[root@yumrepo ~]# cat /etc/httpd/conf/httpd.conf | grep "/var/www/html" -A20
DocumentRoot "/var/www/html"
# Relax access to content within /var/www.

    AllowOverride None
    # Allow open access:
    Require all granted

# Further relax access to the default document root:

    # Possible values for the Options directive are "None", "All",
    # or any combination of:
    #   Indexes Includes FollowSymLinks SymLinksifOwnerMatch ExecCGI MultiViews
    # Note that "MultiViews" must be named *explicitly* --- "Options All"
    # doesn't give it to you.
    # The Options directive is both complicated and important.  Please see
    # for more information.
    Options Indexes FollowSymLinks

    # AllowOverride controls what directives may be placed in .htaccess files.
    # It can be "All", "None", or any combination of the keywords:
    #   Options FileInfo AuthConfig Limit
    AllowOverride None

Next, let's start the web server and check its status.

[root@yumrepo ~]# systemctl enable --now httpd
[root@yumrepo ~]# systemctl status httpd
● httpd.service - The Apache HTTP Server
Loaded: loaded (/usr/lib/systemd/system/httpd.service; enabled; vendor preset: disabled)
Active: active (running) since Fri 2024-01-19 03:17:36 GMT; 3 days ago
    Docs: man:httpd.service(8)
Process: 230188 ExecReload=/usr/sbin/httpd $OPTIONS -k graceful (code=exited, status=0/SUCCESS)
Main PID: 155561 (httpd)
Status: "Running, listening on: port 80"
    Tasks: 213 (limit: 5408)
Memory: 11.2M
CGroup: /system.slice/httpd.service
        ├─155561 /usr/sbin/httpd -DFOREGROUND
        ├─230194 /usr/sbin/httpd -DFOREGROUND
        ├─230195 /usr/sbin/httpd -DFOREGROUND
        ├─230196 /usr/sbin/httpd -DFOREGROUND
        └─230197 /usr/sbin/httpd -DFOREGROUND

Jan 21 03:09:02 yumrepo systemd[1]: Reloading The Apache HTTP Server.
Jan 21 03:09:02 yumrepo systemd[1]: Reloaded The Apache HTTP Server.
Jan 21 03:09:02 yumrepo httpd[155561]: Server configured, listening on: port 80
Warning: Journal has been rotated since unit was started. Log output is incomplete or unavailable.

Finally, let's make sure inbound traffic to port 80 can get to our server.

[root@yumrepo ~]# firewall-cmd --permanent --add-service=http
[root@yumrepo ~]# firewall-cmd --reload

Sync Repositories to the Local Yum Mirror

We can now mirror our Exadata channels! This is done using the dnf reposync command as follows. Note that I am mirroring three channels in one command here by using multiple --repoid options. Depending on your network connection and the number of channels you are mirroring, this may take some time.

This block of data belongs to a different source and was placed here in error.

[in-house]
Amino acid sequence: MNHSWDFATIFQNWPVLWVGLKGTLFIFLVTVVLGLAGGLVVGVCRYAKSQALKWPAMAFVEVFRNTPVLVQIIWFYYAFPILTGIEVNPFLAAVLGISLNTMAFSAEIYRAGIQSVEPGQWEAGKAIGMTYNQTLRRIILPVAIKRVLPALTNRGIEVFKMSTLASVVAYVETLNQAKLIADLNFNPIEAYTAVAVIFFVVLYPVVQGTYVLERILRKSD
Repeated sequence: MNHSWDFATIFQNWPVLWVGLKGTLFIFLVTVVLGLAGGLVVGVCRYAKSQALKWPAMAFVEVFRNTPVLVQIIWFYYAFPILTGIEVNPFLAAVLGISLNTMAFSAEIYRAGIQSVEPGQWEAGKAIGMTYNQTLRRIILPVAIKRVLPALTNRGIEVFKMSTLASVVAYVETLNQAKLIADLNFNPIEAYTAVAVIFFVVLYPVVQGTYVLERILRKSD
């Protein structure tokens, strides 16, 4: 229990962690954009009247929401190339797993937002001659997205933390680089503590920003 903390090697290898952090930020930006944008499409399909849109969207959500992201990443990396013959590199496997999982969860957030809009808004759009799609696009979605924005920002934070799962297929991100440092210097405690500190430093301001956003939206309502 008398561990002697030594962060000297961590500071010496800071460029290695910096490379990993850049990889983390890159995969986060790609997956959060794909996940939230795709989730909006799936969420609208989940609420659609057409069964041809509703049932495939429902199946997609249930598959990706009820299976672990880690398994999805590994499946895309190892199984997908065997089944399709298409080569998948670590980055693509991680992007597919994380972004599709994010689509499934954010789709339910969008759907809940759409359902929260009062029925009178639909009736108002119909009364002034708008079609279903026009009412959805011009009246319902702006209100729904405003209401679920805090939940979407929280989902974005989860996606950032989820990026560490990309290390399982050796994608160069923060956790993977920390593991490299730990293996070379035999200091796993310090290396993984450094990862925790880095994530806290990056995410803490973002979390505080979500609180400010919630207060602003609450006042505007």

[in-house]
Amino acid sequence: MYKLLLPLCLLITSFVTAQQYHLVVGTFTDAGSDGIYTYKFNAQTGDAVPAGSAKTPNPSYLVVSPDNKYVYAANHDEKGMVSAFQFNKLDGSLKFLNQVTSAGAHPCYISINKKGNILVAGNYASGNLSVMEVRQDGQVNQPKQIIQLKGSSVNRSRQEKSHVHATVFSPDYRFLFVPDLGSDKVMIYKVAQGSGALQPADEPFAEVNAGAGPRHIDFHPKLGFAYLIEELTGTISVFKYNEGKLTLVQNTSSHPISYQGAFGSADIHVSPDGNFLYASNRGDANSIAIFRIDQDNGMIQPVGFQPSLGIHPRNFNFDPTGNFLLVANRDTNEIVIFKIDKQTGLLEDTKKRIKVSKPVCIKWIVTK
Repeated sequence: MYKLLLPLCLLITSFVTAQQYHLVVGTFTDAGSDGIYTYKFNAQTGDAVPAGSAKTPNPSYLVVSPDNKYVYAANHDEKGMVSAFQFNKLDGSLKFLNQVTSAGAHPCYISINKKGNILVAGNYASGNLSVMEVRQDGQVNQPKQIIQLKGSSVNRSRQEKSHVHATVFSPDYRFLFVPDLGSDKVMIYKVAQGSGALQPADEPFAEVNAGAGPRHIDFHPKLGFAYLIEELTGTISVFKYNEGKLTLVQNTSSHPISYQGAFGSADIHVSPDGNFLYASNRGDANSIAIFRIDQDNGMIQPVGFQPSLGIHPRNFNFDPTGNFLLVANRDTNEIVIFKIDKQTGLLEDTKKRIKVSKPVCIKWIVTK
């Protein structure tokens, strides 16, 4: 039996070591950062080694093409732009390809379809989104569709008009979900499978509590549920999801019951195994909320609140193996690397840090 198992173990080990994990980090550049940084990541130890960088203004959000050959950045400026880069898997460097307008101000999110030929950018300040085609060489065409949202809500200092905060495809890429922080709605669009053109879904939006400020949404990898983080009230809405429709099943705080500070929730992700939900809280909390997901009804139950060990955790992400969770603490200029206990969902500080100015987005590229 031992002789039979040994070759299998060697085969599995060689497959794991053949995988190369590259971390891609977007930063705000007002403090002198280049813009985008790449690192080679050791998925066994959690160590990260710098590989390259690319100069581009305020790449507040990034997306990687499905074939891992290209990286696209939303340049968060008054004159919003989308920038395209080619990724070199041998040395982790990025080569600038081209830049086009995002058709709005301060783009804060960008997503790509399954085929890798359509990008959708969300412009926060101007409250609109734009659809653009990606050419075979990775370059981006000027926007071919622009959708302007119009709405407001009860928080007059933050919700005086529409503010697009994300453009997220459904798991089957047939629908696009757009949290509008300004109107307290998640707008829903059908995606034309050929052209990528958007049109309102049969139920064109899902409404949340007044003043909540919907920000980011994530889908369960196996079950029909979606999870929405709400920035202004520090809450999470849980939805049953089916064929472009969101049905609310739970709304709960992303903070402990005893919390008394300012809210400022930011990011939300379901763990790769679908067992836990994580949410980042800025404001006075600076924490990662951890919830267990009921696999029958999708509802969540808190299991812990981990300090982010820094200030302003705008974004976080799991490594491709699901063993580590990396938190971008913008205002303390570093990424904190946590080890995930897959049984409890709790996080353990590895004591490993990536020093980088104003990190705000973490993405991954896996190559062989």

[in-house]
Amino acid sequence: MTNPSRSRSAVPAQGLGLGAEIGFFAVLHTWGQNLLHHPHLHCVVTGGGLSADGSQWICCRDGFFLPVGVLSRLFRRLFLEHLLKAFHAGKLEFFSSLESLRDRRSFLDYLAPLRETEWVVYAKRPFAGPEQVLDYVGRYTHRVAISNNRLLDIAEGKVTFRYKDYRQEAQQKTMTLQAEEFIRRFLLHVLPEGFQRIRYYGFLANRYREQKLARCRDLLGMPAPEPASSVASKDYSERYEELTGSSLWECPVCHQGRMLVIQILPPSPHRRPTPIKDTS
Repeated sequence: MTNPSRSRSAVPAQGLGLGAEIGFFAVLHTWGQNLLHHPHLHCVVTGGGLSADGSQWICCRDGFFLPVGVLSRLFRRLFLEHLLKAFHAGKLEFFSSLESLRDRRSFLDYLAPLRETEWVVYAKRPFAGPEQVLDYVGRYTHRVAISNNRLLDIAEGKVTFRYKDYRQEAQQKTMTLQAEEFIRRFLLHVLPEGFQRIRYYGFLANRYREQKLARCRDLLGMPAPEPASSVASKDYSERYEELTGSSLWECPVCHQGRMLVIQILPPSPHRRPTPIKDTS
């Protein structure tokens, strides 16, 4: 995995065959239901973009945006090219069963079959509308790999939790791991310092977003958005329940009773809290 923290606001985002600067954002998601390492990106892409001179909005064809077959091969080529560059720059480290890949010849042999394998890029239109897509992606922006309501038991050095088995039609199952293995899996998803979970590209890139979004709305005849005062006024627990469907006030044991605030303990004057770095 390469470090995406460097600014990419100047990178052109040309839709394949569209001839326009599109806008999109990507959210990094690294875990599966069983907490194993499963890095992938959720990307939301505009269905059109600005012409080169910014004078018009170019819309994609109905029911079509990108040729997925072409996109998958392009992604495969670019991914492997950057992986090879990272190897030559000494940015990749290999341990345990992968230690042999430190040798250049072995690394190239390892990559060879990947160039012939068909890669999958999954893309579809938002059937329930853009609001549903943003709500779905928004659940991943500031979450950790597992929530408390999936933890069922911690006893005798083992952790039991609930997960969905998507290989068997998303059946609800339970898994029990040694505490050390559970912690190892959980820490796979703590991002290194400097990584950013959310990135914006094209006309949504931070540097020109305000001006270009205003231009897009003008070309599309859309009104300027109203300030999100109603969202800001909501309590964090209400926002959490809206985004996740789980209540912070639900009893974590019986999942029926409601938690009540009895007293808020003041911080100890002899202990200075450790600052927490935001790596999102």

[root@yumrepo ~]# dnf reposync --delete --download-metadata -p /u01/yum --repoid exadata_dbserver_23. --repoid exadata_dbserver_23. --repoid exadata_dbserver_23.

This will now download all the packages in our three subscribed channels into /u01/yum, and Apache will immediately serve these in the form of http://yumrepo/yum/exadata_dbserver_xxx_x86_64_base where xxx is the release number, e.g. release would be http://yumrepo/yum/exadata_dbserver_23.

Connecting patchmgr

To use the yum mirror with Exadata's patchmgr utility is as simple as it gets. Both the precheck and upgrade steps have the option to provide a --yum-repo as input. 

patchmgr --dbnodes database_node_file --precheck --yum_repo base_URL --target_version version
patchmgr --dbnodes database_node_file --upgrade --yum_repo base_URL --target_version version --rolling

Putting that into a more concrete example, lets assume you are updating a set of Exadata database servers to the release.

patchmgr --dbnodes database_node_file --precheck --yum_repo http://yumrepo/yum/exadata_dbserver_23. --target_version
patchmgr --dbnodes database_node_file --upgrade --yum_repo http://yumrepo/yum/exadata_dbserver_23. --target_version --rolling

Note that I am not covering how to use patchmgr fully in the above, merely how to have it use the mirror you created. You should always take a backup of the server before you update it. The Exadata documentation is a great place to start on the use of patchmgr and its correct order of execution. 

Final thoughts

There you have it, creation of and subsequent use by patchmgr of a yum mirror of Exadata software channels. Remember that these mirrors are only for database server updates, 

As you can see, setting up the mirror server is not particularly difficult and in the long run, makes life easier when you are maintaining your Exadata database servers. As I mentioned earlier, the Exadata channels are full releases, so you will need to subscribe each month to the latest channels and use dnf reposync to mirror it. Take 

Since you now have an HTTP server running with the purpose of centralizing your Exadata software, you can also use this as a location for the storage servers to automatically update from. Read more about this here.


Oracle Linux Documentation - Managing Software in Oracle Linux

Setting up a local ULN Mirror

Updating Oracle Exadata Database Servers

Alex Blyth

Senior Principal Product Manager - Exadata

Alex Blyth is a Product Manager for Oracle Exadata with over 25 years of IT experience mainly focused on Oracle Database, Engineered Systems, manageability tools such as Enterprise Manager and most recently Cloud. Prior to joining the product management team, Alex was a member of the Australia/New Zealand Oracle Presales community and before that a customer of Oracle's at a Financial Services organisation.